Trust is not some “touchy feely” thing. It is a real dimension of human interaction that, if not present, keeps people from productive interaction, or any interaction at all. It’s actually something you can analyze and something you can work to build.
Trust is what affects your ability to get people in the room. It affects what information and thoughts people are willing to share. It affects participants’ commitment to the process and willingness to follow through. Essentially, it is the grease that helps the gears of dialogic or deliberative processes run smoothly. Overall it affects what you can realistically accomplish and in what time frame.
Trust is defined in various ways. According to the first definition in Webster’s New International Dictionary (1997) it is a “reliance on the integrity, veracity, or reliability of a person or thing.” Other definitions suggest other dimensions of trust – a “confident expectation;” hope in someone or something; the ability to depend on another to get something accomplished; the opportunity to confide in someone without fear of negative consequences, or a relationship that involves fiduciary duties of care and loyalty.
When engaging the public, building “trust” requires thinking about all of these dimensions– reliance, hope, productivity, care. When evaluating whether to engage or not, citizens ask themselves a wide range of questions about the process and the people involved: will I be able to share my thoughts without fear of ridicule or counter attack? is it worth my time? could it possibly make a difference? can I rely on the information I am given? will those in charge accurately translate back what they hear? does anyone present really care about me and what I care about?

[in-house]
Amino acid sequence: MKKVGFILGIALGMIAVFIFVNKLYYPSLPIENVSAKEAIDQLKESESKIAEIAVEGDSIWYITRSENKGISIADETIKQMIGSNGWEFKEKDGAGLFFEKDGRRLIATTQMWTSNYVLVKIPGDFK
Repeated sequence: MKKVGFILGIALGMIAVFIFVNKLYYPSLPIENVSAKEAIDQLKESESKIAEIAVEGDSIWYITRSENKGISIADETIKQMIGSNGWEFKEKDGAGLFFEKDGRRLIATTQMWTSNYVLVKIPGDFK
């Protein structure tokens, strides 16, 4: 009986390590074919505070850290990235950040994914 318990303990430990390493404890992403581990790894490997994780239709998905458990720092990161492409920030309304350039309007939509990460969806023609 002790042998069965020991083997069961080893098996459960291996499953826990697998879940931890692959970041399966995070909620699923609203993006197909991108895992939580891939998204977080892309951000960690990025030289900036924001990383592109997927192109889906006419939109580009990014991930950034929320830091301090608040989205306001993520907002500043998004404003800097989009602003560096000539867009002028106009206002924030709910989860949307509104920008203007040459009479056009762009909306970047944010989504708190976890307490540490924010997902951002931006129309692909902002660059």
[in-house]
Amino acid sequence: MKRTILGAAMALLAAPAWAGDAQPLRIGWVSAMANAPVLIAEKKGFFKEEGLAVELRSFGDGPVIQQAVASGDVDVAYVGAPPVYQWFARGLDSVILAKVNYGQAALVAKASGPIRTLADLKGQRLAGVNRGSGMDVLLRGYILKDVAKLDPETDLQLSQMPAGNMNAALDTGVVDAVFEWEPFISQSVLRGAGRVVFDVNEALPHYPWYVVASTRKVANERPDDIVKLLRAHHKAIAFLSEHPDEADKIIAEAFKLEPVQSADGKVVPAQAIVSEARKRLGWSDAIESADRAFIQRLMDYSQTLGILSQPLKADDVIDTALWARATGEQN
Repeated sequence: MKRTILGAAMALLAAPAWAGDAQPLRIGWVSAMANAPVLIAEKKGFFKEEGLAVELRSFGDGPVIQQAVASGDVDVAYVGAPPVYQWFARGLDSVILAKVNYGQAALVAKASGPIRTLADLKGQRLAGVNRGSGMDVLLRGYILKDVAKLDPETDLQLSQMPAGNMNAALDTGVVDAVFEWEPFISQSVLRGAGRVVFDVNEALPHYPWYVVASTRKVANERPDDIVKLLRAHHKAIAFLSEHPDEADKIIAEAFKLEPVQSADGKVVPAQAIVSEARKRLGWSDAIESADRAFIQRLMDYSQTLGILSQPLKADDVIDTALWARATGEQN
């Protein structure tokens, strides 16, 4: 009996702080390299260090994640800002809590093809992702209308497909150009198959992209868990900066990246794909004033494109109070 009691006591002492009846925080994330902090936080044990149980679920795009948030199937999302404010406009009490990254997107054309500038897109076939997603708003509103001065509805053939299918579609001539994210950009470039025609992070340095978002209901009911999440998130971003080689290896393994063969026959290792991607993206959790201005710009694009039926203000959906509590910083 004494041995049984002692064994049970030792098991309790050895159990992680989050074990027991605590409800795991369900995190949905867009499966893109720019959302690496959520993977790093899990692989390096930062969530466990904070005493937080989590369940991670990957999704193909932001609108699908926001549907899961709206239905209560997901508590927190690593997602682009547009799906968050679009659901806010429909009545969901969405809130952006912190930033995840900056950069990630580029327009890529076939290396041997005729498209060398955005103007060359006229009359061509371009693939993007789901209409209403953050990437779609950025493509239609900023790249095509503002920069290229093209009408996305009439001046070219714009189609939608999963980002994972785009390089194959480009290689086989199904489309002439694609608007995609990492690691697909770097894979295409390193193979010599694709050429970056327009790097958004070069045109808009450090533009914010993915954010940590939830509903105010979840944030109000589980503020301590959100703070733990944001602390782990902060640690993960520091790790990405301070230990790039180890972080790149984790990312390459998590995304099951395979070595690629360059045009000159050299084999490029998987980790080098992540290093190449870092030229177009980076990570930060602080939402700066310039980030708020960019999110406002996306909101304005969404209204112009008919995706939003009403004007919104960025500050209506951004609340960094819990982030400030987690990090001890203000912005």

Citizens have many choices about how to spend their time, and even if deeply concerned about an issue, many won’t engage unless they can rely on the convener to provide a safe space and fair process, contribute positively in some way to resolving the issue or concern presented, and connect with others in the community in positive ways.
Over the next few weeks we will consider how trust develops, ways in which elected leaders often erode trust (even if unintentionally), and resources that will help you analyze and build trust in your own engagement efforts.